31:11 [All] this is God’s creation, show Me, then, what others than He may have created! Nay, but the evildoers are obviously lost in error!
Sc., “who ascribe divine powers to beings or things other than God”.
31:12 And, Indeed, We granted this wisdom unto Luqman “Be grateful unto God – for he who is grateful [unto Him] is but grateful for the good of his own self; whereas he who chooses to be ungrateful [ought to know that], verily, God is self-sufficient, ever to be praised!”
Popularly (though without sufficient justification) identified with Aesop, Luqman is a legendary figure firmly established in ancient Arabian tradition as a prototype of the sage who disdains worldly honors or benefits and strives for inner perfection. Celebrated in a poem by Ziyad ibn Mu’awiyah (better known under his pen-name Nibighah adh-Dhubyani), who lived in the sixth century of the Christian era, the person of Luqman had become, long before the advent of Islam, a focal point of innumerable legends, stories and parables expressive of wisdom and spiritual maturity: and it is for this reason that the Qur’an uses this mythical figure – as it uses the equally mythical figure of Al-Khidr in surah 18 – as a vehicle for some of its admonitions bearing upon the manner in which man ought to behave.
31:13 And, lo, Luqman spoke thus unto his son, admonishing him: “O my dear son! Do not ascribe divine powers to aught beside God: for, behold, such [a false] ascribing of divinity is indeed an awesome wrong!
Lit., “O my little son” – a diminutive idiomatically expressive of endearment irrespective of whether the son is a child or a grown man.
31:14 And [God says] We have enjoined upon man goodness towards his parents: his mother bore him by bearing strain upon strain, and his utter dependence on her lasted two years, [Hence, O man] be grateful towards Me and towards thy parents, (and remember that] with Me is all journeys’ end.
Lit., “his weaning is [or “takes place”] within two years”. According to some philologists, the term fisal circumscribes the entire period of conception, gestation, birth, and earliest infancy (Taj al-‘Arus): in brief, the period of a child’s utter dependence on its mother.
31:15 ‘[Revere thy parents] yet should they endeavor to make thee ascribe divinity, side by side with Me, to something which thy mind cannot accept [as of divine], obey them not, but (even then] bear them company in this world’s life with kindness and follow the path of those who turn towards Me. In the end, unto Me you all must return, and thereupon I shall make you [truly] understand all that you were doing [in life].’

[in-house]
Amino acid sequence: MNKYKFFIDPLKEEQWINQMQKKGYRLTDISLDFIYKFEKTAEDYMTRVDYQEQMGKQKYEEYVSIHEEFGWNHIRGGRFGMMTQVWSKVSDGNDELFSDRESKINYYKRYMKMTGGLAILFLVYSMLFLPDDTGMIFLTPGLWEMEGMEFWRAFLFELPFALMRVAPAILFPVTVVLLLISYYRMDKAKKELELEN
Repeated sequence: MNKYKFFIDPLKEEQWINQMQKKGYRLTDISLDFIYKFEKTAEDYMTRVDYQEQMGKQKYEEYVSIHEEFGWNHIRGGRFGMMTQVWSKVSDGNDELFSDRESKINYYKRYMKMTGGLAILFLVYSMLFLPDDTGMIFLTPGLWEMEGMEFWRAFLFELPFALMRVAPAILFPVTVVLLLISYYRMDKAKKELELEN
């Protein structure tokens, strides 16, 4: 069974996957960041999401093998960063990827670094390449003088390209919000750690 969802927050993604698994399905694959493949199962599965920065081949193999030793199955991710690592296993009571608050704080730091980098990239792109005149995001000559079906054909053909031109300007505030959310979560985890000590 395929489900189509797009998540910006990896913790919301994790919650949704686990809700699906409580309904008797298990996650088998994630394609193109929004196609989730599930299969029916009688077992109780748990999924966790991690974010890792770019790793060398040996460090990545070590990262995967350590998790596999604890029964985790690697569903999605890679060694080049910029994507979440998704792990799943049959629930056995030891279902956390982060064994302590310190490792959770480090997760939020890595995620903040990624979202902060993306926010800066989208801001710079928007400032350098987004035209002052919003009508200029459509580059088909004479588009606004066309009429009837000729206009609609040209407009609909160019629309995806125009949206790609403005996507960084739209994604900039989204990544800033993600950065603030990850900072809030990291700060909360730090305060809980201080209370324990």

Thus, gratitude towards parents, who were instrumental in one’s coming to life, is here stipulated as a concomitant to man’s gratitude towards God, who is the ultimate cause and source of his existence (cf. 17:23-24).
31:16 “O my dear son” [continued Luqman] “Verily, though there be aught of but the weight of a mustard-seed, and though it be [hidden] in a rock, or in the skies, or in the earth, God will bring it to light, for, behold, God is unfathomable [in His wisdom], All-Aware.
Lit., “something of which thou hast no knowledge”, i.e., “something which is contrary to thy knowledge that divine qualities are God’s alone” (cf. 29:8).
31:17 “O my dear son! Be constant in prayer, and enjoin the doing of what is right and forbid the doing of what is wrong, and bear in patience whatever [ill] may befall thee, this, behold, is something to set one’s heart upon!”
For my rendering of latif as “unfathomable”, see surah 6, note 89.
31:18 “And turn not thy cheek away from people in (false] pride, and walk not haughtily on earth, for, behold, God does not love anyone who, out of self-conceit, acts in a boastful manner.”
i.e., “has enabled you to derive benefit from all …”, etc. (Cf. note 46 on 14:32-33.) 19 I.e.; both visible and invisible benefits, as well as both physical and intellectual (or spiritual) endowments.
31:19 “Hence, be modest in thy bearing, and lower thy voice: for, Behold, the ugliest of all voices is the [loud] voice of asses….”
i.e.; both visible and invisible benefits, as well as both physical and intellectual (or spiritual) endowments.
31:20 Are you not aware that God has made subservient to you all that is in the heavens and all that is on earth, and has lavished upon you His blessings, both outward and inward? And yet, among men, there is many a one that argues about God without having any knowledge [of Him], without any guidance, and without any light-giving revelation.
Regarding the implications of the term “Satan” in this context, see note 10 on 2:14 and note 16 on 15:17. As in many other places in the Qur’an, the above verse expresses an oblique condemnation of the principle and practice of taqlid (see Razi’s observations quoted in note 38 on 26:74).